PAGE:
UT researchers receive $1 million grant to advance skin cancer research

Pili Saravia, General News Reporter

The Cancer Prevention and Research Institute of Texas granted UT’s Lee Lab $1 million to strengthen skin cancer research last month following breakthroughs in understanding how melanoma develops.

The lab’s research was able to pinpoint the cause of BRAF cell mutation, said Seongmin Lee, the lab’s principal investigator. BRAF cells cause cell division and reproduction, meaning cells replicate more rapidly. This mutation causes melanoma, the deadliest form of skin cancer. 

In DNA, adenine bases bond with thymine bases to construct a double helix, but in a BRAF cell mutation, the bases flip, causing thymine to bond with adenine instead. The researchers hypothesize the mutation occurs when ultraviolet rays react with the two bases to form a covalent bond, Lee said. He referred to this as interstrand crosslink and believes it is triggered by solar ultraviolet radiation.

“(Other BRAF researchers) were very puzzled,” Lee said. “It’s very mysterious. This is related to solar radiation, but cannot explain this type of mutation. But our study explains the mutation.”

Lee said the team unexpectedly stumbled upon this discovery. Lab researcher Nestor Rodriguez, chemical biology and medicinal chemistry graduate student, originally discovered this mutation. He said he picked up where a former lab member, Aaron Rozelle, left off in studying several oxidants’ reactions with different variables. He took over by testing the reaction between riboflavin, a light-activated vitamin, and ultraviolet light, mimicking the sun’s effect on humans’ skin cells. This resulted in the interstrand crosslink.

“It’s cool because that’s why we have notebooks,” Rodriguez said. “You leave your research here, and anybody can come and pick it up, read it, see all your work and continue where you left off.”

Lilly Schmaltz, sixth-year graduate student and lab researcher, said she focused on the biology side of the lab. She started researching crosslinking in 2020, and plans on applying that knowledge to study crosslinking in BRAF cells specifically.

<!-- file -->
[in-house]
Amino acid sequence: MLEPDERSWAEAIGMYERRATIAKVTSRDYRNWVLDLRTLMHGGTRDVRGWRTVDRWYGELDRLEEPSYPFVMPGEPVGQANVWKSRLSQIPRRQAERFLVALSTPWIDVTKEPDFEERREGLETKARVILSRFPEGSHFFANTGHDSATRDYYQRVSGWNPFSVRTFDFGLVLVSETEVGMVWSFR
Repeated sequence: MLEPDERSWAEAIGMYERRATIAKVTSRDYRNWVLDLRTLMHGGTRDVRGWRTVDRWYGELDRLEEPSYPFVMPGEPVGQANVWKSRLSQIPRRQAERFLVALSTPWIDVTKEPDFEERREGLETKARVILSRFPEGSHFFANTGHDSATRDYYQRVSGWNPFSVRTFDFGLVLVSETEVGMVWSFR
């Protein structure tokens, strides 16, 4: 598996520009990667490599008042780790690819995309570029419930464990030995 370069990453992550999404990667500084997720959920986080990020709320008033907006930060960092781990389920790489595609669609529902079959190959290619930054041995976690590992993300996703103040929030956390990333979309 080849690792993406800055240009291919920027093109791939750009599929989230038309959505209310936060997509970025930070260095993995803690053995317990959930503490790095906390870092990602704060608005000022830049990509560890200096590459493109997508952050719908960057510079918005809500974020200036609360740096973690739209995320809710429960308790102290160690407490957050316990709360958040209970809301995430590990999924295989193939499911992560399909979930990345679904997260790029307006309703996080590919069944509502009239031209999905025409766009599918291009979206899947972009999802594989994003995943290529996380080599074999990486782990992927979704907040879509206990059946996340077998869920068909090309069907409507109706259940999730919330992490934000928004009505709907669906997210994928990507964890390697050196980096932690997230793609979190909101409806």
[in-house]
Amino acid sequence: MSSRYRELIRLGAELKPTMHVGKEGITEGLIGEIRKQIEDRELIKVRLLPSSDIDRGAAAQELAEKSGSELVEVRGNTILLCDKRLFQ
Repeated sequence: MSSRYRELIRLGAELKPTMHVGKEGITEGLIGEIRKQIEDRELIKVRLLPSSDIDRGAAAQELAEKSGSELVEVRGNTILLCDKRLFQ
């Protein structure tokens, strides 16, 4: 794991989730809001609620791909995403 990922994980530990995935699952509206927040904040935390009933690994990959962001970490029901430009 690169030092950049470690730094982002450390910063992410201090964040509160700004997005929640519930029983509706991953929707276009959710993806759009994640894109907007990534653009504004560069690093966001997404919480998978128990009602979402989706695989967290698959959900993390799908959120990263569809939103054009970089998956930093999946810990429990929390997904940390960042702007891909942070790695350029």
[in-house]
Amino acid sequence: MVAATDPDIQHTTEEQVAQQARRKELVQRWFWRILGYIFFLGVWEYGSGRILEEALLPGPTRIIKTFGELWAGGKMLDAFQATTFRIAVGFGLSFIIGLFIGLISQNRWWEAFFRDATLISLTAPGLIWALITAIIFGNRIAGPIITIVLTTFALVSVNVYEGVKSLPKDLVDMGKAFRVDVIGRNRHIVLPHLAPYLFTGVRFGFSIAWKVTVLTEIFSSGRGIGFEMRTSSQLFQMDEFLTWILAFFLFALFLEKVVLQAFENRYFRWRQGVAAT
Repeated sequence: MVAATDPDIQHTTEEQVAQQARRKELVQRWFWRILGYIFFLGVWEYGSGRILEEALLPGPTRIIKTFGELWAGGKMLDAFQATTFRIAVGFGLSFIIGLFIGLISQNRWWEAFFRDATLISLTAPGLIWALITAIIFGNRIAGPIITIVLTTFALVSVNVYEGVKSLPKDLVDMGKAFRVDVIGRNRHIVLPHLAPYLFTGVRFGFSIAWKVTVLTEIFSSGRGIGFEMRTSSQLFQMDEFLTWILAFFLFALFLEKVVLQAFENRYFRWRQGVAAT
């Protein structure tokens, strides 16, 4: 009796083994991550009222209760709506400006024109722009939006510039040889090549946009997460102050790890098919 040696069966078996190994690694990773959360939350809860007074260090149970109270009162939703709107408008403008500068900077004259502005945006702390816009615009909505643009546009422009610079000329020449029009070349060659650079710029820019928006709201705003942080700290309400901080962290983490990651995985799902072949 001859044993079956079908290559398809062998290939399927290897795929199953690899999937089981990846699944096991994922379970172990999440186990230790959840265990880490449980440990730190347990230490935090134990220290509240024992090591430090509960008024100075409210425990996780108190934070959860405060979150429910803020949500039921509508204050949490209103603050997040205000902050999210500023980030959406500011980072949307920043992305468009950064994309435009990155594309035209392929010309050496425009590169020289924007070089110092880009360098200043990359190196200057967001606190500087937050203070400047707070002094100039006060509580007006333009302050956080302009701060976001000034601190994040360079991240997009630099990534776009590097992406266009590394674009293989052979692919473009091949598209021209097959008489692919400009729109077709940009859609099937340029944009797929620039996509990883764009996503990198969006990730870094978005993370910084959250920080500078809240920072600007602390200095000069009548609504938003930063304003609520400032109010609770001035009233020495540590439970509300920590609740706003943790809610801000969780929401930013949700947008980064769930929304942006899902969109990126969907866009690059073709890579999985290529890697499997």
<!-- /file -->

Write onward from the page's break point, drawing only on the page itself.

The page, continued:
“There’s so much research out there, but there’s also so much that we don’t know,” Schmaltz said. “A lot of it is reading a lot of papers and trying to piece together the puzzle, and then figuring out where the knowledge gaps are … We’re looking at the sequence and thinking ‘hey, that’s kind of similar to this crosslinking that we do.’”

This collaborative mindset is why the Lee Lab was selected for the grant, CPRIT communication director Mark Loeffler said. It aligned with six CPRIT research priorities, including reducing the risk of cancers related to environmental carcinogens, ranging between innovative and investigator-initiated research projects and dealing with interdisciplinary or inter-institutional groups. 

“You want as (much) broad-based, collaborative partnership as possible,” Loeffer said. “But it all has to start with one institution who takes the lead, and that was UT.”

Although there is no set budget plan yet, Lee said he plans on using 90% of the grant to pay the student researchers. With the increase in salary, the students can focus on research full time. Lee said he plans on attempting to renew the grant once the current three-year timeline ends. 

“There are a lot of things we don’t know (about BRAF mutations),” Lee said. “We want to target BRAF replication, and our eventual goal is to treat melanoma.”